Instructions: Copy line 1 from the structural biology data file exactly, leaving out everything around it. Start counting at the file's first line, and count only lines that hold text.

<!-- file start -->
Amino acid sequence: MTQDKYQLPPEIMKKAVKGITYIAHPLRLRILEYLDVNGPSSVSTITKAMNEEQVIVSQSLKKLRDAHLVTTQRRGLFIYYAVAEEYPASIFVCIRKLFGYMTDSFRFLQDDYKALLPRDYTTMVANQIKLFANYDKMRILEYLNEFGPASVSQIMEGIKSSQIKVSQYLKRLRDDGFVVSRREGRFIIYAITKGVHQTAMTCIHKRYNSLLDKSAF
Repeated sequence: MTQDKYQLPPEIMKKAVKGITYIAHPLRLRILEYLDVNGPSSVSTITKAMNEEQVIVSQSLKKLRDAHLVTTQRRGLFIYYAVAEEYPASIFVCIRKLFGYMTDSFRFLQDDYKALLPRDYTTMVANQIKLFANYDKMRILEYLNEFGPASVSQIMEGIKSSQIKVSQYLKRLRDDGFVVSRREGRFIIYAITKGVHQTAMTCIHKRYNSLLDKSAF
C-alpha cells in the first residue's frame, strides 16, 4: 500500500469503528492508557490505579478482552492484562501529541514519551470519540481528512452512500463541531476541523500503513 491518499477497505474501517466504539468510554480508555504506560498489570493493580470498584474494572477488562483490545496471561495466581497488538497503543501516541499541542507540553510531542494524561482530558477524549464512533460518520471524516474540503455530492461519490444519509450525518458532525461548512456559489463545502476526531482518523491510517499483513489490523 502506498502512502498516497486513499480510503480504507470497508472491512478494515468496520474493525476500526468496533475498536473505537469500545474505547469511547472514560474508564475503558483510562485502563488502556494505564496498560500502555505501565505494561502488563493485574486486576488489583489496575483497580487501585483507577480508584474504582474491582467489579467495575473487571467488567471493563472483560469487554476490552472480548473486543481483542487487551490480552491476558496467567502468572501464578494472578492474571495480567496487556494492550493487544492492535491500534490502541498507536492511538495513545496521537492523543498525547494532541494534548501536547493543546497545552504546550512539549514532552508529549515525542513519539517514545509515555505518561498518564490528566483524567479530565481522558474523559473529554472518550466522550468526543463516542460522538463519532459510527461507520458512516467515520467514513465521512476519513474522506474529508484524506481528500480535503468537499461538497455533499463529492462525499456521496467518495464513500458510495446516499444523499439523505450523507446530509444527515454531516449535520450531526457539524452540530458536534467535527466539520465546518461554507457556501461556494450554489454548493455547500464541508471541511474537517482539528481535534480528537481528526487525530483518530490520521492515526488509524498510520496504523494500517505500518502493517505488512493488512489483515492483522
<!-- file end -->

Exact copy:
Amino acid sequence: MTQDKYQLPPEIMKKAVKGITYIAHPLRLRILEYLDVNGPSSVSTITKAMNEEQVIVSQSLKKLRDAHLVTTQRRGLFIYYAVAEEYPASIFVCIRKLFGYMTDSFRFLQDDYKALLPRDYTTMVANQIKLFANYDKMRILEYLNEFGPASVSQIMEGIKSSQIKVSQYLKRLRDDGFVVSRREGRFIIYAITKGVHQTAMTCIHKRYNSLLDKSAF